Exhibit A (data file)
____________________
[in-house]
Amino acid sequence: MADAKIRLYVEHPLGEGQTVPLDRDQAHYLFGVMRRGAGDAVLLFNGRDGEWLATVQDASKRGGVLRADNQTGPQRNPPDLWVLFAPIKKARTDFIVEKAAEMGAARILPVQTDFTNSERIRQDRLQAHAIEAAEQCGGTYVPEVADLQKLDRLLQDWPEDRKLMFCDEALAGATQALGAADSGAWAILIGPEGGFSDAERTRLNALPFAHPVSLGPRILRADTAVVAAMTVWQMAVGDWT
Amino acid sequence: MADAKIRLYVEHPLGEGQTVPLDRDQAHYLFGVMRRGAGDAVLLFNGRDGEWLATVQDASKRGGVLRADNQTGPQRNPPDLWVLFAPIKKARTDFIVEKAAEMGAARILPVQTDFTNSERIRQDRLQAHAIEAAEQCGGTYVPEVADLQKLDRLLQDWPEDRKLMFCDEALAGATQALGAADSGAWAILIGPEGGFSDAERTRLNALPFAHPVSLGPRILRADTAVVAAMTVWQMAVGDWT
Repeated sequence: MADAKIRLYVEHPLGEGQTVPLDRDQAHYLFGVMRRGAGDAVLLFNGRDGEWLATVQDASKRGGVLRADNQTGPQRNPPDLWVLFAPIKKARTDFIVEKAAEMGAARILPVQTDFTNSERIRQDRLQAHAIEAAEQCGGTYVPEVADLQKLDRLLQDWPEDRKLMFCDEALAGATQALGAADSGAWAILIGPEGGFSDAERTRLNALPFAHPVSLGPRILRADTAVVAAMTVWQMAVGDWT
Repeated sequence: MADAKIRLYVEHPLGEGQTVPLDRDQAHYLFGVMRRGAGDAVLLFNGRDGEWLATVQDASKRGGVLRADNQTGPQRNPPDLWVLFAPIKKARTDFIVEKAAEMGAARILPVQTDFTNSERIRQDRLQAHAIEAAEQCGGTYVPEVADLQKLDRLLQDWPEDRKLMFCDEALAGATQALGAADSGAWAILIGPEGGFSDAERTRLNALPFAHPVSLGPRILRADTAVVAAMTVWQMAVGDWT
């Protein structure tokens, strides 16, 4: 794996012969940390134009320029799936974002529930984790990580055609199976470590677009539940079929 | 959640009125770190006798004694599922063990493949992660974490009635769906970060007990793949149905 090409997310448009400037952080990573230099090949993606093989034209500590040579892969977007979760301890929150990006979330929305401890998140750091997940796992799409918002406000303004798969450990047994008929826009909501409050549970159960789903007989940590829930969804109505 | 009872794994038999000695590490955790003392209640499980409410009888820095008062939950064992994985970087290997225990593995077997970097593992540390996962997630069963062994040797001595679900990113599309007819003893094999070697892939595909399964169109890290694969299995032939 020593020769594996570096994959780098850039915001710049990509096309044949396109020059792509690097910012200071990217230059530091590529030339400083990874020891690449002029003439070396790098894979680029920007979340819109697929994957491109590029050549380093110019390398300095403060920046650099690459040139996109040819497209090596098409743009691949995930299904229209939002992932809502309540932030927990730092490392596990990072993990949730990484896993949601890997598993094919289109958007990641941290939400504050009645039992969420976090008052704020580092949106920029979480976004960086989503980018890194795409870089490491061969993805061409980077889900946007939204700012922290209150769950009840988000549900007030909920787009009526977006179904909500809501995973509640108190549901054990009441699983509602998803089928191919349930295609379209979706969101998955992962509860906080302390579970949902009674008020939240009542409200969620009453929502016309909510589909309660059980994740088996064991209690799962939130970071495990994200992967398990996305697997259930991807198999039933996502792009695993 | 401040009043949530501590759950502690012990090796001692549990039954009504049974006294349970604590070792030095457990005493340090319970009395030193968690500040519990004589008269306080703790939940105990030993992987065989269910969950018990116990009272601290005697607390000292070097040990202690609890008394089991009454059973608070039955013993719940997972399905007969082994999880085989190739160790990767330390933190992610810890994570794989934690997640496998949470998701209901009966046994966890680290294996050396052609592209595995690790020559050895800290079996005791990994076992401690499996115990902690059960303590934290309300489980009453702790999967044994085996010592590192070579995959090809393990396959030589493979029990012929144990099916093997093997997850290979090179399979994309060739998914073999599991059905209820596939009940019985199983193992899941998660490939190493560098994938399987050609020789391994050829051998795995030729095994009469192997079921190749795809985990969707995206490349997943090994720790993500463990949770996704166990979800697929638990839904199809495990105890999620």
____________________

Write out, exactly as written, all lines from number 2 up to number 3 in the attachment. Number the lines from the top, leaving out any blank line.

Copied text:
Amino acid sequence: MADAKIRLYVEHPLGEGQTVPLDRDQAHYLFGVMRRGAGDAVLLFNGRDGEWLATVQDASKRGGVLRADNQTGPQRNPPDLWVLFAPIKKARTDFIVEKAAEMGAARILPVQTDFTNSERIRQDRLQAHAIEAAEQCGGTYVPEVADLQKLDRLLQDWPEDRKLMFCDEALAGATQALGAADSGAWAILIGPEGGFSDAERTRLNALPFAHPVSLGPRILRADTAVVAAMTVWQMAVGDWT
Amino acid sequence: MADAKIRLYVEHPLGEGQTVPLDRDQAHYLFGVMRRGAGDAVLLFNGRDGEWLATVQDASKRGGVLRADNQTGPQRNPPDLWVLFAPIKKARTDFIVEKAAEMGAARILPVQTDFTNSERIRQDRLQAHAIEAAEQCGGTYVPEVADLQKLDRLLQDWPEDRKLMFCDEALAGATQALGAADSGAWAILIGPEGGFSDAERTRLNALPFAHPVSLGPRILRADTAVVAAMTVWQMAVGDWT